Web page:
The new M1 iPad Pro is incredibly powerful and can be used to create a podcast, but for this use-case, it’s iPadOS and not the hardware preventing it from being the ultimate mobile audio workstation. Here’s what you can do to work around it, and where you can’t.
For the past three years I have been editing podcasts exclusively on an iPad Pro. Using the app Ferrite in conjunction with Apple Pencil makes editing shows with multiple guests, music, and sound effects a breeze. Upgrading from the 2018 11-inch iPad Pro brought noticeable improvements in both speed and display quality.
Photographers and video producers may benefit the most from the 12.9-inch iPad Pro Liquid Retina XDR display, but all content from movies to web browsing looks incredible. Any creators that work outdoors will notice the increased brightness on the latest model as well.
The M1 chip powering iPad Pro brings noticeable gains in speed and multitasking while editing podcasts. In a side-by-side comparison with the 2018 iPad Pro, the 2021 model exports MP3 files between two and three times faster.
On the previous model, attempting to multitask in Ferrite with side-by-side apps led to freezing, jitters, and audio capture problems. On the new M1 iPad Pro, we were able to play an open project with real-time compression and EQ while navigating a Safari web browser simultaneously with zero lag.
Every podcast starts with recording audio, and recording directly into Ferrite or GarageBand works with up to eight channels. USB microphones connected directly to iPad Pro and multi-channel audio interfaces will work, but if you need to record with a remote guest there are several roadblocks.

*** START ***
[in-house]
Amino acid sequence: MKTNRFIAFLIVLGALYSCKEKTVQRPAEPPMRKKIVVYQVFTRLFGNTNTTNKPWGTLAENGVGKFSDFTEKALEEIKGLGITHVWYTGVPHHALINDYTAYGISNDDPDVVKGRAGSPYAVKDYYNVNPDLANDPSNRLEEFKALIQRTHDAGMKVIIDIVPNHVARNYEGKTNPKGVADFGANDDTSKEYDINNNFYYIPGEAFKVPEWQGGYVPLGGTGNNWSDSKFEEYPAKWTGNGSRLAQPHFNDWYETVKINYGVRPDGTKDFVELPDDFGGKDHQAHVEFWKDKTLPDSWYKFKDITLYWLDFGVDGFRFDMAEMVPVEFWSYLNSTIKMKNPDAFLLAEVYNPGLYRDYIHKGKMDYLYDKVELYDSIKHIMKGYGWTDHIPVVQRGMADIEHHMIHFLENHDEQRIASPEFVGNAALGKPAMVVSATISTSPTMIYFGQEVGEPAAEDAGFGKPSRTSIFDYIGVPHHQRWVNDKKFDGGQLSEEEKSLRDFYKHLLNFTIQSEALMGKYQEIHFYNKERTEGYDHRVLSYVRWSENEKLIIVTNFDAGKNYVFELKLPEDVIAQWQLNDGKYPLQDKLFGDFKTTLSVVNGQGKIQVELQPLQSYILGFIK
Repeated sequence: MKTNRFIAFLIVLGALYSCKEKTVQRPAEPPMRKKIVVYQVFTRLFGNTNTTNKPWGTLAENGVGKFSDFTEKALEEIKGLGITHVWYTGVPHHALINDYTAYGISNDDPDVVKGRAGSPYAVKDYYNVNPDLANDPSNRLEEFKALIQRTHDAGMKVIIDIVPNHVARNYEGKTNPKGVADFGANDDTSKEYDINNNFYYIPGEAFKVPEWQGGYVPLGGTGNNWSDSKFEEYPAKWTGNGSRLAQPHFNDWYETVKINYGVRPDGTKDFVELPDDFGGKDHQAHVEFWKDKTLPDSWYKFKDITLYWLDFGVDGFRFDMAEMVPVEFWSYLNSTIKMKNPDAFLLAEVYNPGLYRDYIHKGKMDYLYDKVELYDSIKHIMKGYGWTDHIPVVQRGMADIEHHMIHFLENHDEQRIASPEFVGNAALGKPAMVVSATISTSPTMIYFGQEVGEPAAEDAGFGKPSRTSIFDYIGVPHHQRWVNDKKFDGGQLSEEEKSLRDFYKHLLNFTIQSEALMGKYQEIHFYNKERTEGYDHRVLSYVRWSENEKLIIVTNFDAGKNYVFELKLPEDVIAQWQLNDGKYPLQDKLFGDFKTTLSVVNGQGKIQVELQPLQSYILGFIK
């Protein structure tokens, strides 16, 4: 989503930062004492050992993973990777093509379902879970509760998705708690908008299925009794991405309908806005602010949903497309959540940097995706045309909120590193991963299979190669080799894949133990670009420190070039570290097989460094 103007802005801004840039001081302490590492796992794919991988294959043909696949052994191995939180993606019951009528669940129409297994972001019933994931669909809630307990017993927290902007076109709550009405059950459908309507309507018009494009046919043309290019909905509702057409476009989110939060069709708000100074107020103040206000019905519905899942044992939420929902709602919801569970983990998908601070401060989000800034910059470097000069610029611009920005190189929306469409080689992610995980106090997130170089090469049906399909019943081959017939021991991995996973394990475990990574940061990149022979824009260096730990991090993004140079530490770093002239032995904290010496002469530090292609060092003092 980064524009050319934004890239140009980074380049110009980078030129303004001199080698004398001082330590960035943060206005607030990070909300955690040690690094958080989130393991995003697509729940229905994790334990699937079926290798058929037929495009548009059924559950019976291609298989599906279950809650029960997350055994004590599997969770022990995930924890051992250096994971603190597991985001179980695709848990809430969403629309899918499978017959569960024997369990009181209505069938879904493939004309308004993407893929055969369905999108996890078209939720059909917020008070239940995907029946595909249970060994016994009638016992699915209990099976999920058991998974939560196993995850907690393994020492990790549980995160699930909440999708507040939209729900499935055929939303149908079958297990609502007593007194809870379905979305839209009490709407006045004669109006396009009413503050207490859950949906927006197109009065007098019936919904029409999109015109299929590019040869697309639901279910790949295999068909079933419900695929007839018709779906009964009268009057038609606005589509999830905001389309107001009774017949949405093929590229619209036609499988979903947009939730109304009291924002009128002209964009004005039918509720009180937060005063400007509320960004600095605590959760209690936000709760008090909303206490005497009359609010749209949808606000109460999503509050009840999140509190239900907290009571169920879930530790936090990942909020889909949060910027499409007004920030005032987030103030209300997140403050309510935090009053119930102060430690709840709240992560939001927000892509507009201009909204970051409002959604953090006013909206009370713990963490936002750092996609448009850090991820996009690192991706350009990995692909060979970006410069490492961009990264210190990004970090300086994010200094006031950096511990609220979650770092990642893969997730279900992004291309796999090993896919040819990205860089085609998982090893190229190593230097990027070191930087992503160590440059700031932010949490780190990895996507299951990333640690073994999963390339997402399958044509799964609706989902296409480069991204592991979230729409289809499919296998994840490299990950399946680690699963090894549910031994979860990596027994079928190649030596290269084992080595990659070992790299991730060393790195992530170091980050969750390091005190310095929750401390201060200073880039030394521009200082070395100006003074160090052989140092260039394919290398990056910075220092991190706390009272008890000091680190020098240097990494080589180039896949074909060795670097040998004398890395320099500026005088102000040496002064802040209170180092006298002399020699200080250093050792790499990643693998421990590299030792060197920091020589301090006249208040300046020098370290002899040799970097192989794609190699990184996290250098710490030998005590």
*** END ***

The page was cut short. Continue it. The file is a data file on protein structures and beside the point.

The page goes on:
It’s certainly not Thunderbolt or the Apple Silicon inside the iPad that’s the problem — iPadOS only allows one app at a time to access audio devices connected via USB. Users can open Ferrite and Skype or FaceTime in side-by-side multitasking, but a warning will appear explaining that another app has demanded “exclusive access” to the audio device.
Apps such as Zoom and Skype may allow for cloud recording a call, but that quality is notably compressed compared to a raw, local recording. A workflow such as making a VOIP call and recording locally to the device should be a simple task for the new iPad Pro, but choices Apple has made and restrictions the company has applied prevents this.
Mobile creators who often transfer large files from an SD card or external SSD are also hindered by iPadOS. A lack of progress bars leave a user wondering how long a file transfer may take. There is also no background importing of files into apps like Adobe Lightroom, meaning users must keep the app in the foreground of the device to complete the task.
Given that the 2021 iPad Pro powered by M1 chip is technically on par with Apple’s MacBook Pro, there’s no reason from a hardware perspective that it can’t support professional workflows like audio device settings and background import on iPadOS.
This doesn’t mean we need macOS on iPad either. Apple could surely bring some of these professional features and utilities to iPadOS while still keeping it unique and separate from their desktop operating system.
Despite these hindrances, the new 12.9-inch iPad Pro brings significant improvements to the podcast editing workflow. MP3 exports are done in half the time, the iPad Pro has fluid multitasking with no freezing, and also has a display that looks great in any environment — making it a great choice for mobile creators. Just maybe not for podcasting with a remote host.
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